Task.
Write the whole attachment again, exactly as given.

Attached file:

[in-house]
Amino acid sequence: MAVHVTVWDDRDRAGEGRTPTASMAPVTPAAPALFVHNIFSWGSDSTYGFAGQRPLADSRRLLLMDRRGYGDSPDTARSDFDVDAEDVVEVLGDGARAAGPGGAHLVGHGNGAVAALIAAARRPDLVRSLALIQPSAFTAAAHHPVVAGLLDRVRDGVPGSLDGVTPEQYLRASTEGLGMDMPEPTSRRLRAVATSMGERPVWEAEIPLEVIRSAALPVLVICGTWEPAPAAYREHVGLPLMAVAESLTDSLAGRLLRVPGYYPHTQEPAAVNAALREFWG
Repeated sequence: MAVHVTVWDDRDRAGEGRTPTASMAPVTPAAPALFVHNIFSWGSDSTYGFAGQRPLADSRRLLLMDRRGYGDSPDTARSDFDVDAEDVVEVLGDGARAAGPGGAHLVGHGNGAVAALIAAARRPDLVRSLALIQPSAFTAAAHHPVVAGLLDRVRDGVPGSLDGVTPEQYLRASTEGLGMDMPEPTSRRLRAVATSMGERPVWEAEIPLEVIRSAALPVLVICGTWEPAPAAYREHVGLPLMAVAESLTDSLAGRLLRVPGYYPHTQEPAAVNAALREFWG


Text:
[in-house]
Amino acid sequence: MAVHVTVWDDRDRAGEGRTPTASMAPVTPAAPALFVHNIFSWGSDSTYGFAGQRPLADSRRLLLMDRRGYGDSPDTARSDFDVDAEDVVEVLGDGARAAGPGGAHLVGHGNGAVAALIAAARRPDLVRSLALIQPSAFTAAAHHPVVAGLLDRVRDGVPGSLDGVTPEQYLRASTEGLGMDMPEPTSRRLRAVATSMGERPVWEAEIPLEVIRSAALPVLVICGTWEPAPAAYREHVGLPLMAVAESLTDSLAGRLLRVPGYYPHTQEPAAVNAALREFWG
Repeated sequence: MAVHVTVWDDRDRAGEGRTPTASMAPVTPAAPALFVHNIFSWGSDSTYGFAGQRPLADSRRLLLMDRRGYGDSPDTARSDFDVDAEDVVEVLGDGARAAGPGGAHLVGHGNGAVAALIAAARRPDLVRSLALIQPSAFTAAAHHPVVAGLLDRVRDGVPGSLDGVTPEQYLRASTEGLGMDMPEPTSRRLRAVATSMGERPVWEAEIPLEVIRSAALPVLVICGTWEPAPAAYREHVGLPLMAVAESLTDSLAGRLLRVPGYYPHTQEPAAVNAALREFWG